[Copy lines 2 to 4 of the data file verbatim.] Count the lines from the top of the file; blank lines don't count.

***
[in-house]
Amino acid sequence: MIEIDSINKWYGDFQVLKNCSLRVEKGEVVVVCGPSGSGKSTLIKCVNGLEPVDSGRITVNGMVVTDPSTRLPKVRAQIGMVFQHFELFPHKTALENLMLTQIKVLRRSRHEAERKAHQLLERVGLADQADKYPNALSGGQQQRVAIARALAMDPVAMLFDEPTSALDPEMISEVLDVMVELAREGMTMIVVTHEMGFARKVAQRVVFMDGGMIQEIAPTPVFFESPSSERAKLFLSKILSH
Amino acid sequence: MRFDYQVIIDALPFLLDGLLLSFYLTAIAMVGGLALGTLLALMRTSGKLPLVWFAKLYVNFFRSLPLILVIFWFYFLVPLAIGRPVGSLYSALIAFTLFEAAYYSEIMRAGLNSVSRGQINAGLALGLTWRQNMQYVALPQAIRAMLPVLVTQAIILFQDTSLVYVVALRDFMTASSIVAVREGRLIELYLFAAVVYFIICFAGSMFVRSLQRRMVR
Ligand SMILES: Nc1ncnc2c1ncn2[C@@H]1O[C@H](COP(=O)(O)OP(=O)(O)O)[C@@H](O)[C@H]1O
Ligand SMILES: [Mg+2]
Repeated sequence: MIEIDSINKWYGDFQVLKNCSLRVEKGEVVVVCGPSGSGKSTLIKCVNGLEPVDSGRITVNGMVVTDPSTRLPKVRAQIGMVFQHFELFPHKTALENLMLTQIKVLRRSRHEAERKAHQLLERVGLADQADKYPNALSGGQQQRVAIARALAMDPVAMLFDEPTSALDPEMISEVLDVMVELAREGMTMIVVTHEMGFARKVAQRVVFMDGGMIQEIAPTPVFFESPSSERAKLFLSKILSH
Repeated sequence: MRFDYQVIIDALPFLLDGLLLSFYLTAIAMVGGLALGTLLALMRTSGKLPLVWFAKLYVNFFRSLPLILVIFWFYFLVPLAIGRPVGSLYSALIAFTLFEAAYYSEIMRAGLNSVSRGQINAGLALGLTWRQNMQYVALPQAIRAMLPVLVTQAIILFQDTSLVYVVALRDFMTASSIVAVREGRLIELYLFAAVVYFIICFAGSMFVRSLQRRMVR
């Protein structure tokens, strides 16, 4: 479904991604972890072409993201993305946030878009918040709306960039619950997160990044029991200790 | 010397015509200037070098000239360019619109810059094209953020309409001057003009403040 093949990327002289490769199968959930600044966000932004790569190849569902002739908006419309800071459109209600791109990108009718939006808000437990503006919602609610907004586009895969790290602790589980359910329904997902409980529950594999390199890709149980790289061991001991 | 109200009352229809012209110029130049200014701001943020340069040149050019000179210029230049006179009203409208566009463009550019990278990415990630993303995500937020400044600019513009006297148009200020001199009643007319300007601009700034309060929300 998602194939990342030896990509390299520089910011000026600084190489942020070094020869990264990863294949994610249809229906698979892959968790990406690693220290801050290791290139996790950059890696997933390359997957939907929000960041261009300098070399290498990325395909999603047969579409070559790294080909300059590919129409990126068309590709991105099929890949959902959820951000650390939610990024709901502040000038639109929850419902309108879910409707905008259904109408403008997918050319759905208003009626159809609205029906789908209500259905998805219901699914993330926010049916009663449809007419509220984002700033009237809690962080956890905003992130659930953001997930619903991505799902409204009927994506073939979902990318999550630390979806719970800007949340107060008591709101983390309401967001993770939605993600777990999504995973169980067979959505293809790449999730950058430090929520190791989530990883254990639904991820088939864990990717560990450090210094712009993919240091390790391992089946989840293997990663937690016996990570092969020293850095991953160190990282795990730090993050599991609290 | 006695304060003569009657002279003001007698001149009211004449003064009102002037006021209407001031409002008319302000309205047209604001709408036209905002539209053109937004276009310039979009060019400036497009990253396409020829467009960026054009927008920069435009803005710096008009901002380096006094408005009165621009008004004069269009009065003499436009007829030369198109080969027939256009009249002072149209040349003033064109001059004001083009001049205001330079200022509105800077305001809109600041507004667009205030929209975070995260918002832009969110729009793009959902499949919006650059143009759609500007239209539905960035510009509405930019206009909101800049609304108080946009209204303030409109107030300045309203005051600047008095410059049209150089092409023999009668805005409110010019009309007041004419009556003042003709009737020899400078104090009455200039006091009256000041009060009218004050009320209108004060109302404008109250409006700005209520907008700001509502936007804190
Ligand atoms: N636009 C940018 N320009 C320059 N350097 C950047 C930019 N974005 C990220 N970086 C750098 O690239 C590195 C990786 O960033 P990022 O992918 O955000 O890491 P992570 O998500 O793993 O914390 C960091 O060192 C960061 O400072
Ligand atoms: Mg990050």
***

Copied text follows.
Amino acid sequence: MIEIDSINKWYGDFQVLKNCSLRVEKGEVVVVCGPSGSGKSTLIKCVNGLEPVDSGRITVNGMVVTDPSTRLPKVRAQIGMVFQHFELFPHKTALENLMLTQIKVLRRSRHEAERKAHQLLERVGLADQADKYPNALSGGQQQRVAIARALAMDPVAMLFDEPTSALDPEMISEVLDVMVELAREGMTMIVVTHEMGFARKVAQRVVFMDGGMIQEIAPTPVFFESPSSERAKLFLSKILSH
Amino acid sequence: MRFDYQVIIDALPFLLDGLLLSFYLTAIAMVGGLALGTLLALMRTSGKLPLVWFAKLYVNFFRSLPLILVIFWFYFLVPLAIGRPVGSLYSALIAFTLFEAAYYSEIMRAGLNSVSRGQINAGLALGLTWRQNMQYVALPQAIRAMLPVLVTQAIILFQDTSLVYVVALRDFMTASSIVAVREGRLIELYLFAAVVYFIICFAGSMFVRSLQRRMVR
Ligand SMILES: Nc1ncnc2c1ncn2[C@@H]1O[C@H](COP(=O)(O)OP(=O)(O)O)[C@@H](O)[C@H]1O